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HEARTS OF THE CITY | Navigating the Real World

May 15, 1996

A rotating panel of experts from the worlds of philosophy, psychology and religion offer their perspective on the dilemmas that come with living in Southern California.

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Today's question: Desperate people do desperate things, such as the 71-year-old grandmother accused of attempted armed robbery of a gas station. Relatives say she was distraught over a foreclosable debt on her home and an IRS lien on her husband's Social Security check. If true, how is justice best served?

The Rev. Ignacio Castuera

Senior pastor, Hollywood United Methodist Church

Justice has several definitions. Unfortunately in America most people favor the idea of retributive justice; [if] she did something wrong, punishment must fit the crime and justice will be served. Justice can also mean the greatest good for the largest number. The latter notion would lead to questions such as: How should the most vulnerable members of society, children and seniors among them, be treated? How can we minimize the possibility of negative conditions for poor seniors? How can we ensure meaningful and dignified aging? According to some studies, seniors in other democratic nations fare better than seniors in this, the greatest democracy in the world. Is justice being served in our country?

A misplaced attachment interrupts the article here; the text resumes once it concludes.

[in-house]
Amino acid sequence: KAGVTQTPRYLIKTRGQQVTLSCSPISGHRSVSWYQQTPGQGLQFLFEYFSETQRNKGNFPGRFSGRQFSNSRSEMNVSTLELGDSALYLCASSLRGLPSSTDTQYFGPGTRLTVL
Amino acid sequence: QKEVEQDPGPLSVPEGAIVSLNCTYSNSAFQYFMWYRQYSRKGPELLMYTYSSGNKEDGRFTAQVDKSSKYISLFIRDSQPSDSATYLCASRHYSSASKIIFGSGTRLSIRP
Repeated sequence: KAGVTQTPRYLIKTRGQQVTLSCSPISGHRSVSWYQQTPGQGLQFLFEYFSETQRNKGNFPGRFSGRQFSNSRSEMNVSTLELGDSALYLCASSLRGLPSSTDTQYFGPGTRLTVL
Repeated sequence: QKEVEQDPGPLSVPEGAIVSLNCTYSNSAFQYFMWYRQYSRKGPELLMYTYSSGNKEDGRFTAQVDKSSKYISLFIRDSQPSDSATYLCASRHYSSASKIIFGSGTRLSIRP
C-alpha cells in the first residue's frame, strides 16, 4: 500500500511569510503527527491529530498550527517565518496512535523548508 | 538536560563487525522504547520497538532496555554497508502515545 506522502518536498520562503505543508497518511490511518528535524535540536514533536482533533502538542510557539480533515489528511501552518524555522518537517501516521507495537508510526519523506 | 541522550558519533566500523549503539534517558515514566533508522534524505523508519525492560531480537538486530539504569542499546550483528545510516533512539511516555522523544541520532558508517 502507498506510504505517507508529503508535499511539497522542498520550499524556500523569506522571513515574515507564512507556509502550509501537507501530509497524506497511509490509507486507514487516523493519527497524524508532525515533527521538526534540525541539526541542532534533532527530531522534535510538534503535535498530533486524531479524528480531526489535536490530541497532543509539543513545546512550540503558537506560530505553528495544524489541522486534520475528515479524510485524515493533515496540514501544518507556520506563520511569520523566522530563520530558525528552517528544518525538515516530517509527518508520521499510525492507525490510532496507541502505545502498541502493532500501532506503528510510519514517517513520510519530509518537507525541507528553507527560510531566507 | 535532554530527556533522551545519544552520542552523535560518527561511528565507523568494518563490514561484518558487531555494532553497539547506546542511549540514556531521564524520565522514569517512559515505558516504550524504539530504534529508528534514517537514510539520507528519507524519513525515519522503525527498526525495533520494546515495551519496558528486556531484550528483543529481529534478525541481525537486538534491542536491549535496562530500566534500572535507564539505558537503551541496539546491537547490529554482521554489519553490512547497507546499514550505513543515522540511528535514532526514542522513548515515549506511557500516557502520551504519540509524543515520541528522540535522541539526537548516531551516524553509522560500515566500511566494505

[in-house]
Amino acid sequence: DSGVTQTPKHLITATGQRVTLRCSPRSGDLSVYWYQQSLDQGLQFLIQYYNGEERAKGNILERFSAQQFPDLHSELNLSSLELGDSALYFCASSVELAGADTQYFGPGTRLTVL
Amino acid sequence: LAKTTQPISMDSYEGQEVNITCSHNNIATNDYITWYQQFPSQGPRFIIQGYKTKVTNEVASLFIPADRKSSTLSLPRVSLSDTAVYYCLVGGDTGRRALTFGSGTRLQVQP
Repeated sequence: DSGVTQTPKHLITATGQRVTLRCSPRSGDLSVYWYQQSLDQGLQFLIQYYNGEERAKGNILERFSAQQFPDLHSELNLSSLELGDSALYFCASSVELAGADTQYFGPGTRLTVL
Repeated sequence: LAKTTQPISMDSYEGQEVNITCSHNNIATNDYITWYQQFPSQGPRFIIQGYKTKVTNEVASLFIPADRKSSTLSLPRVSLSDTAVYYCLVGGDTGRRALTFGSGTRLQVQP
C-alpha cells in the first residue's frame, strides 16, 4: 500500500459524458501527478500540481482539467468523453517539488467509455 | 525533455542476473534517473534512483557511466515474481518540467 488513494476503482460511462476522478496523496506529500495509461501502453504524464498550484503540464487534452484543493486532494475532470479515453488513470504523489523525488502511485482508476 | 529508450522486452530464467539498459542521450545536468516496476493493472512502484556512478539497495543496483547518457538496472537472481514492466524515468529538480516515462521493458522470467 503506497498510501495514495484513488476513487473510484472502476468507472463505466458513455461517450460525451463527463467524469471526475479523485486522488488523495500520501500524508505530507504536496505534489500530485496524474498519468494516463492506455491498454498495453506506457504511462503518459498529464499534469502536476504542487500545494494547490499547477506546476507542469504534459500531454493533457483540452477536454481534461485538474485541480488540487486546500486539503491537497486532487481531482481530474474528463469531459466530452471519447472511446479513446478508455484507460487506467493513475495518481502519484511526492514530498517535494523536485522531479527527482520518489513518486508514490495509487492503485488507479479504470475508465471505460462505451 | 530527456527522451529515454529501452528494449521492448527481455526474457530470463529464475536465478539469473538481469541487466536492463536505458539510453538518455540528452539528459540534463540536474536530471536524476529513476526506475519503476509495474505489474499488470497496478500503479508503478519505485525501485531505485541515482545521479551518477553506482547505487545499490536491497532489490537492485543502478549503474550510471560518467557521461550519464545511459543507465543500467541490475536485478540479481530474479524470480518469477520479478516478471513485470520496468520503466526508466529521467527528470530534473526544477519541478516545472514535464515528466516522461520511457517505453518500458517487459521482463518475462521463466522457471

Maher Hathout

Physician, Islamic ethicist and spokesman for the Islamic Center of Southern California, Los Angeles

From our perspective, anyone who is compelled to commit a crime because of real need should not be punished, at least in full. We look for the causes that put that person in that situation, because that is indicative of a lack of justice in society. It is very unfortunate that the crime alleged here is armed robbery. Had it been just robbery I would have said without hesitation that she should not be punished. But she is accused of using a gun. That may mean that innocent people were in jeopardy. In this case, she should be held accountable. Still, the punishment should take her circumstances into account. Ultimately, the institutions, individuals, or society who put that lady in this position are accountable.

Rabbi Joel E. Rembaum

Senior rabbi, Temple Beth Am, Los Angeles

Desperate things done by desperate people can result in great tragedy. What would have happened had the 71-year-old grandmother fired the weapon she was carrying and killed another human being? There are many desperate people in our society. Should we advocate allowing each of them to take the law into their own hands to solve their own particular problems? Then everyone in our society would be in a desperate situation. Justice is best served when people take responsibility for their own actions and when our public institutions are sensitive to the needs of the people they serve and help them out of their desperation, instead of forcing them deeper into it.

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Compiled by Larry B. Stammer, Times religion writer

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